Making your own sourdough starter

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During the lockdown period I decided to teach myself how to make real sourdough bread from scratch. The step in this process is to make your own sourdough starter, or culture.

I will post a second part to this article detailing my attempt at preparing and baking an actual loaf of sourdough bread.

What is a sourdough starter?
Also known as a sourdough culture, a starter is a mixture of flour and water which acts as a leavening agent. Wild yeast is present in all flour and a starter is a way to activate the yeast in order to bake with it. The sourness comes from the living bacteria growing alongside the yeast in the starter.

As the starter matures the wild yeast and bacteria develop making it stronger and more complex in flavour.

Only a small amount of sourdough starter is needed to make a loaf of bread. Wild yeast works more slowly than commercial yeast so recipes made with a sourdough starter will typically take longer to make.

Making a sourdough starter is a simple process of combining flour and water, which is then subsequently ‘fed’ or refreshed with more flour and water over a period to encourage the yeast to ferment and the bacteria to develop.

Sourdough starter timeline
The process of making a sourdough starter can be lengthy (about 5 or 6 days), it is not complicated. This is the process that I have used with success.

If the process below is followed, you should be well on the way to creating you very own sourdough starter:

Day 0
125 g flour + 125 g water, stand for 48 hours.

  1. Place the flour and water in a mixing bowl and stir until well combined.
  2. Transfer the mixture to a glass jar, seal and set aside in a warm draught-free place for about 48 hours.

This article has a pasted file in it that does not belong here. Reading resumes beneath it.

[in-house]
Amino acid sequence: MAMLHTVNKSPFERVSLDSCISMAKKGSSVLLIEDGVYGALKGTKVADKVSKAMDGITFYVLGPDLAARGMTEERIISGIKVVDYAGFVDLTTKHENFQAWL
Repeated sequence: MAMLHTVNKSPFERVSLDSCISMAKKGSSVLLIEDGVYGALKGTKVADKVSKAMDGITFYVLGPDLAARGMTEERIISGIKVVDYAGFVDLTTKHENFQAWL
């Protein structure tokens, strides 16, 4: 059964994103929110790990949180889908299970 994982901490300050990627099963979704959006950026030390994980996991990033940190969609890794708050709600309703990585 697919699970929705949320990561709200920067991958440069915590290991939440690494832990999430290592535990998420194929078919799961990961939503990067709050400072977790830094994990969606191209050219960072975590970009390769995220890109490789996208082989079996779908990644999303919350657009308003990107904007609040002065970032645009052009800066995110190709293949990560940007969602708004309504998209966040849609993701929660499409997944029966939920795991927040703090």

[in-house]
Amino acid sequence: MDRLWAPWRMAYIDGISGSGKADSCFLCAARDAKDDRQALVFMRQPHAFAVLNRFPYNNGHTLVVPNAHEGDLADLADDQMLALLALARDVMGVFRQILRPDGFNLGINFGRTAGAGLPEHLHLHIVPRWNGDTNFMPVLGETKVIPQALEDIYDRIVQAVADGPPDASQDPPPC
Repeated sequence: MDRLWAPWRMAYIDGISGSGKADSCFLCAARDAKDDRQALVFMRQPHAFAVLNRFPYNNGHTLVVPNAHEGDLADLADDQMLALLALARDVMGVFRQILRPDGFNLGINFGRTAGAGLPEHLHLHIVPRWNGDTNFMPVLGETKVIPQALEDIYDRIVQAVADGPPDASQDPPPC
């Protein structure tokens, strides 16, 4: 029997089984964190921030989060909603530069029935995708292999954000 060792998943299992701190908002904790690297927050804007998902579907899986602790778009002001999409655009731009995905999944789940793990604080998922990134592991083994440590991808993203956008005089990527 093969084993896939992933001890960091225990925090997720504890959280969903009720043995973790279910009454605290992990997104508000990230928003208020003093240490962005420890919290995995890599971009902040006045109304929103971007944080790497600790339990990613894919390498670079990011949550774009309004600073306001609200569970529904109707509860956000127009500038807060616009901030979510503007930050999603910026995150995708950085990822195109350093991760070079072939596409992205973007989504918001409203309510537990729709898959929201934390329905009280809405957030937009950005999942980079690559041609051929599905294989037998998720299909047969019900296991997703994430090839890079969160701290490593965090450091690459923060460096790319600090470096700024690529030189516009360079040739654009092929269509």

Variations
Rye or wholemeal flour can be substituted for plain flour for variety.

Day 2
1st feeding: 125 g starter + 125 g flour + 125 g water, stand for 24 hours.

  1. Remove and discard all but 125 g of the sourdough starter from the jar.
  2. Add 125 g plain flour and 125 g water to the jar and stir well to combine.
  3. Seal the jar and set aside in a warm, draught-free place for 24 hours.

After the first feeding and rise, the starter should have risen slightly (up to 50%). Random bubbles should become visible on the surface as well as through the side of the jar indicating the wild yeast is active and starting the multiply.

Day 3
2nd feeding: 125 g starter + 125 g flour + 125 g water, stand for 24 hours.

  1. Remove and discard all but 125 g of the sourdough starter from the jar.
  2. Add 125 g plain flour and 125 g water to the jar and stir well to combine.
  3. Seal the jar and set aside in a warm, draught-free place for 24 hours.

After the second feeding and rise there will be more visible bubbles but they will be smaller and more uniform.

Day 4
3rd feeding: 125 g starter + 125 g flour + 125 g water, stand until doubled in size (8-24 hours).

  1. Remove and discard all but 125 g of the sourdough starter from the jar.
  2. Add 125 g plain flour and 125 g water to the jar and stir well to combine
  3. Seal the jar and set aside in a warm, draught-free place until doubled in size (8-24 hours, depending on the strength of your starter).

After the third feeding and rise, the starter will become more vigorous and may rise by up to 100% in less than 24 hours. Bubbles will be very evident on the surface as well as through the side of the jar.

It may have quite a sour or tangy aroma.

Day 5
If the starter has not doubled in size, continue the process above and feed every 12 hours until it has doubled in 8 hours or less.

From here, the sourdough starter is considered ‘active’ and is ready for use.

Keeping your sourdough starter
Once you have an active starter it can be kept at room temperature or stored in the fridge.

If you you’re not planning to use the starter often, it is best to store it in the fridge where it will require less maintenance. To do this, just feed as instructed previously, seal the jar and then stand at room temperature for 2-3 hours (to help reinvigorate the yeast) before placing in the fridge to store.

A starter stored in the fridge will only require feeding once a week to maintain it.

Alternatively, if you plan to use the starter regularly, the starter can be stored at room temperature and will require to be fed daily at approximately the same time.

How to make mulled cider in a slow cooker